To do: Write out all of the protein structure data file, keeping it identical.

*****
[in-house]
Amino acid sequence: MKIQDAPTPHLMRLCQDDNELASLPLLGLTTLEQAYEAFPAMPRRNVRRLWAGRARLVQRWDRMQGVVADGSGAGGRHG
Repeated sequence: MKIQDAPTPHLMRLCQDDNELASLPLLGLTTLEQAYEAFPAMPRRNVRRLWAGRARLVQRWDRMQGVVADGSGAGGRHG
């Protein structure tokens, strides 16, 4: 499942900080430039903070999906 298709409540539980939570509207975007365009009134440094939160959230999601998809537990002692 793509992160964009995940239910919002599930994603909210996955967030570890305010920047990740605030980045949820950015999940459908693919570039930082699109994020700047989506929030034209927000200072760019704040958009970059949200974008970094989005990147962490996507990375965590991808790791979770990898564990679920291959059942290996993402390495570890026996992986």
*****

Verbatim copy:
[in-house]
Amino acid sequence: MKIQDAPTPHLMRLCQDDNELASLPLLGLTTLEQAYEAFPAMPRRNVRRLWAGRARLVQRWDRMQGVVADGSGAGGRHG
Repeated sequence: MKIQDAPTPHLMRLCQDDNELASLPLLGLTTLEQAYEAFPAMPRRNVRRLWAGRARLVQRWDRMQGVVADGSGAGGRHG
């Protein structure tokens, strides 16, 4: 499942900080430039903070999906 298709409540539980939570509207975007365009009134440094939160959230999601998809537990002692 793509992160964009995940239910919002599930994603909210996955967030570890305010920047990740605030980045949820950015999940459908693919570039930082699109994020700047989506929030034209927000200072760019704040958009970059949200974008970094989005990147962490996507990375965590991808790791979770990898564990679920291959059942290996993402390495570890026996992986």